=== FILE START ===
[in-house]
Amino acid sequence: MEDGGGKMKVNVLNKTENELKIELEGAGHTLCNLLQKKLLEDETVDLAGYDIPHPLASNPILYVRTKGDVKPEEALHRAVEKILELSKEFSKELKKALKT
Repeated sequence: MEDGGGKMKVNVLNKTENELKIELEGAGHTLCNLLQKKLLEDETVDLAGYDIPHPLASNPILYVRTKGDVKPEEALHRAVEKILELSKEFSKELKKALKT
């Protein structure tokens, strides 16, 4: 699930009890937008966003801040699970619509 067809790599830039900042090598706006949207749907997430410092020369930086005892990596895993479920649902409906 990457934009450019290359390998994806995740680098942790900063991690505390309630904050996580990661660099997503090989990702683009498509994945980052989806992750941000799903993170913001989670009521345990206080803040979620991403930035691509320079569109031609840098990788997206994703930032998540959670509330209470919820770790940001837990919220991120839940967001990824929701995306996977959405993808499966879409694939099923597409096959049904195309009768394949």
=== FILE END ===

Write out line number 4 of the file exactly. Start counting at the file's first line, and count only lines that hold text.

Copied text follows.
């Protein structure tokens, strides 16, 4: 699930009890937008966003801040699970619509 067809790599830039900042090598706006949207749907997430410092020369930086005892990596895993479920649902409906 990457934009450019290359390998994806995740680098942790900063991690505390309630904050996580990661660099997503090989990702683009498509994945980052989806992750941000799903993170913001989670009521345990206080803040979620991403930035691509320079569109031609840098990788997206994703930032998540959670509330209470919820770790940001837990919220991120839940967001990824929701995306996977959405993808499966879409694939099923597409096959049904195309009768394949």